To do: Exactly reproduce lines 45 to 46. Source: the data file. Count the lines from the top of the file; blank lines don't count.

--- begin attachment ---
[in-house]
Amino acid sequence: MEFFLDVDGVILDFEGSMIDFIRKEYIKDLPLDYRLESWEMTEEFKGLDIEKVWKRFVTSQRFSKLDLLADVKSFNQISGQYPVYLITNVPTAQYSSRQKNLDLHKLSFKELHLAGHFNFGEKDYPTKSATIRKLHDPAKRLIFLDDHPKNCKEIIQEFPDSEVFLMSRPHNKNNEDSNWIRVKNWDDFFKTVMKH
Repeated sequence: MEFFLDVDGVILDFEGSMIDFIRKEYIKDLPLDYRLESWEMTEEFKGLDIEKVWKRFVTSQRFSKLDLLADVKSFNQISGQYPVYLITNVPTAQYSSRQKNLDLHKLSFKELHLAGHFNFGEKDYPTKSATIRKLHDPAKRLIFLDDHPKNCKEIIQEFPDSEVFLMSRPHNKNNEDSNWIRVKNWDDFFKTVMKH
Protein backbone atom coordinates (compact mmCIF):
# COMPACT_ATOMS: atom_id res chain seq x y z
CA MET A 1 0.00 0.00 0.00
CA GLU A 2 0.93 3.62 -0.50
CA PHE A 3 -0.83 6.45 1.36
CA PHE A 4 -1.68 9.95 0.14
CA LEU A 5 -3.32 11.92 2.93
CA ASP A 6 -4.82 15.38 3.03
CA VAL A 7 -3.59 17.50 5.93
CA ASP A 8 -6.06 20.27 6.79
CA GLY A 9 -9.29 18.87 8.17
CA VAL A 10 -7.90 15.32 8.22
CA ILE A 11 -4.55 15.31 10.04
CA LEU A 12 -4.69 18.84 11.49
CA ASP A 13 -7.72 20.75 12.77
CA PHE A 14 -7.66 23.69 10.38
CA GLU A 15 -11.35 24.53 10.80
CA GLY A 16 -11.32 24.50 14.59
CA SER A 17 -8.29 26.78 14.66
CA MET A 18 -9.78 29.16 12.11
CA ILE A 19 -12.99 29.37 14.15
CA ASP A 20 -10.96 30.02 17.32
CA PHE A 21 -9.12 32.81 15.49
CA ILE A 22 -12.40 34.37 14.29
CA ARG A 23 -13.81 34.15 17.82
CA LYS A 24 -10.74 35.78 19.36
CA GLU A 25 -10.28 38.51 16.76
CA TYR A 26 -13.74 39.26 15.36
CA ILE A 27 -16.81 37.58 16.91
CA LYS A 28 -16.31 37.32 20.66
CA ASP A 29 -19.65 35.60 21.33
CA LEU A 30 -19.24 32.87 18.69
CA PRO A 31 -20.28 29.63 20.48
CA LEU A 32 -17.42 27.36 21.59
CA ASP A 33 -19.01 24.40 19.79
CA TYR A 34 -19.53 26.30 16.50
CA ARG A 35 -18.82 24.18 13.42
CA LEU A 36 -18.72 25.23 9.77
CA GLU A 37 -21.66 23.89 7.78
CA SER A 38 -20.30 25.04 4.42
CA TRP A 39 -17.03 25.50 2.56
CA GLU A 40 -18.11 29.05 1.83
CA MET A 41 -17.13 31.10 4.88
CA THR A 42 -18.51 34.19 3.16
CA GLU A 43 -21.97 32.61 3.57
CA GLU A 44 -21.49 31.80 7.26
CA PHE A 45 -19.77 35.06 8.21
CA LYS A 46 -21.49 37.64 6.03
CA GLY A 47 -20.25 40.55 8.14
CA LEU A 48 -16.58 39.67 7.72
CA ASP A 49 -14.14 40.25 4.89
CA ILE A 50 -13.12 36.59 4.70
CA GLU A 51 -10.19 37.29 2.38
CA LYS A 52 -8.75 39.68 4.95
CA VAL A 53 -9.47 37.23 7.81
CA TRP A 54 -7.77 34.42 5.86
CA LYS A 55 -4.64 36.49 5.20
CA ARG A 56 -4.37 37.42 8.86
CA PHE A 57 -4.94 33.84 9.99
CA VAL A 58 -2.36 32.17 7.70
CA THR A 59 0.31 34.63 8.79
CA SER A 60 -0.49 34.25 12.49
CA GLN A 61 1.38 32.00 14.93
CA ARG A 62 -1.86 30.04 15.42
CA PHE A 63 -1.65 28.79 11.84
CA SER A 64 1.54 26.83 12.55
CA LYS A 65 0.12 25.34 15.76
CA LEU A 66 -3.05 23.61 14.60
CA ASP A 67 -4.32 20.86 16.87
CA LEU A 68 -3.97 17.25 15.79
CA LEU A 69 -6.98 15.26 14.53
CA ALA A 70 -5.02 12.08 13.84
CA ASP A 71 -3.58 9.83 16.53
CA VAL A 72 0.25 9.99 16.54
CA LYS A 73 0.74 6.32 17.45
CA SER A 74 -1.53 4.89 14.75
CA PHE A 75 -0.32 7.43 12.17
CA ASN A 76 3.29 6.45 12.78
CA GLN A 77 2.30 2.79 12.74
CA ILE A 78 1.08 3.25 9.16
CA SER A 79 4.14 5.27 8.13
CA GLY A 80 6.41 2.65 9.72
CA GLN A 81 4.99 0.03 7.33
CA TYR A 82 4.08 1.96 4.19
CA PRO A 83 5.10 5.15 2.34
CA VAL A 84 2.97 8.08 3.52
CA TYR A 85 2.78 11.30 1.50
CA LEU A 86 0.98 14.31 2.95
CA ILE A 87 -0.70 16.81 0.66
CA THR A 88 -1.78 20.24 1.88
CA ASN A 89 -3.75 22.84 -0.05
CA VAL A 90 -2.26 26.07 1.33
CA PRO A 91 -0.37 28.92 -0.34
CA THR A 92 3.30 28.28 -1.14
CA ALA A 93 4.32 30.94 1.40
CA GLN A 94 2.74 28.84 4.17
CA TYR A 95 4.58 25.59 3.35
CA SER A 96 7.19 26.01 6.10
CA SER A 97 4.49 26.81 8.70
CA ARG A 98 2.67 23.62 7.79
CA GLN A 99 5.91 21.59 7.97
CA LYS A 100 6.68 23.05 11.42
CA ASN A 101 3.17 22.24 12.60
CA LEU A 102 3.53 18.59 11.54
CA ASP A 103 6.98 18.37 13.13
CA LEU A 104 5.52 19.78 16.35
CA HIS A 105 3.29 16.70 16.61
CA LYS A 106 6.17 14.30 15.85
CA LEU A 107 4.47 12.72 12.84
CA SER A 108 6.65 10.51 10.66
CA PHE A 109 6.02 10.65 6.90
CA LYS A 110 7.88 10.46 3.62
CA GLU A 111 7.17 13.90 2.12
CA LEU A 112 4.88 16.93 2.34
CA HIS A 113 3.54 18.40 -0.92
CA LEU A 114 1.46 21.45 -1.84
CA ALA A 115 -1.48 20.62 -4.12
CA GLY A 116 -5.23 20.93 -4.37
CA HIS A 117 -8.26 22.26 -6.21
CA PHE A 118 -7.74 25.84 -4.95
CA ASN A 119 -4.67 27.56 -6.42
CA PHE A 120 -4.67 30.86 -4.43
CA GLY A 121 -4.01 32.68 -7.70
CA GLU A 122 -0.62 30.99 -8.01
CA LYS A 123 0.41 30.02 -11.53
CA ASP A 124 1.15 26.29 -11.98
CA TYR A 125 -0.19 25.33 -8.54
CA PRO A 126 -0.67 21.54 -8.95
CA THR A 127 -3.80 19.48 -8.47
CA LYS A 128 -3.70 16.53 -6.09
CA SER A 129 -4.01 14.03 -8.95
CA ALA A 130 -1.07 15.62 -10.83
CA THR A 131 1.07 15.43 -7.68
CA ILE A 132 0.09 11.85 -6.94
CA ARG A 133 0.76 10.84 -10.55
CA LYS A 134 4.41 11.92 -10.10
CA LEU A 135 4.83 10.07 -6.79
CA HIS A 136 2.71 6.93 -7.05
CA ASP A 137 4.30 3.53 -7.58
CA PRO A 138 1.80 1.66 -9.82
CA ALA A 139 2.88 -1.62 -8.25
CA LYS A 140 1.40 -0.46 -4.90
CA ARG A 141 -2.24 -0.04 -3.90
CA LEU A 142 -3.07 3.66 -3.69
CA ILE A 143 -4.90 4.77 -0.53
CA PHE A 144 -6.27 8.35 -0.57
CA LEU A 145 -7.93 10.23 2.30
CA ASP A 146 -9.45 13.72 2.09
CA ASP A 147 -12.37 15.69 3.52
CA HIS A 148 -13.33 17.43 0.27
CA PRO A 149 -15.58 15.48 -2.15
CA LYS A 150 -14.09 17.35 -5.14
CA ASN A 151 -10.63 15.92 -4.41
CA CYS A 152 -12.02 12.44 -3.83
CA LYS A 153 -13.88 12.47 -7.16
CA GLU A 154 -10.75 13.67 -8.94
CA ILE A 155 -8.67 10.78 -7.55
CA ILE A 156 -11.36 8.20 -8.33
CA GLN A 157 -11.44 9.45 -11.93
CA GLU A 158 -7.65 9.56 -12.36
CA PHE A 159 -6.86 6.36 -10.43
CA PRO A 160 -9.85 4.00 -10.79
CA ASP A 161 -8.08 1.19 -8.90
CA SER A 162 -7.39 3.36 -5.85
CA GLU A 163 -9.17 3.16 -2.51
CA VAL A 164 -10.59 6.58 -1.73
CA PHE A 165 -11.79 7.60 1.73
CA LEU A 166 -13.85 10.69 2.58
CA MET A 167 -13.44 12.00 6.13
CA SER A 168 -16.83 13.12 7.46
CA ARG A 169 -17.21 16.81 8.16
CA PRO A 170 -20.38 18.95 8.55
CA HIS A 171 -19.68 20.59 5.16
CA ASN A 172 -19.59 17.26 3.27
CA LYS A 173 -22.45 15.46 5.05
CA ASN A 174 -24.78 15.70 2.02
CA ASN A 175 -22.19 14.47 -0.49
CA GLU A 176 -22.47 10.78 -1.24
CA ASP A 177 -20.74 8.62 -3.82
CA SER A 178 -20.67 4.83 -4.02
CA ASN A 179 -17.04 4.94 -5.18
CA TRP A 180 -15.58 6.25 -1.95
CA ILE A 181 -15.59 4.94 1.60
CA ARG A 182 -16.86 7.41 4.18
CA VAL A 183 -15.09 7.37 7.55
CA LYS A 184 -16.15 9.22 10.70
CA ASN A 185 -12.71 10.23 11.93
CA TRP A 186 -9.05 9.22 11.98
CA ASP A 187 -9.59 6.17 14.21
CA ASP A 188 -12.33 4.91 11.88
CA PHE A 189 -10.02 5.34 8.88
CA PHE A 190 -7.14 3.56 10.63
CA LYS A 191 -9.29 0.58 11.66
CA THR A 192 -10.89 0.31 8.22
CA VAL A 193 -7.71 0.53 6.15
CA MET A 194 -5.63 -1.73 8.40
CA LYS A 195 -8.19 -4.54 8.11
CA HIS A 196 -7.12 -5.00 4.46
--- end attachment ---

CA GLU A 40 -18.11 29.05 1.83
CA MET A 41 -17.13 31.10 4.88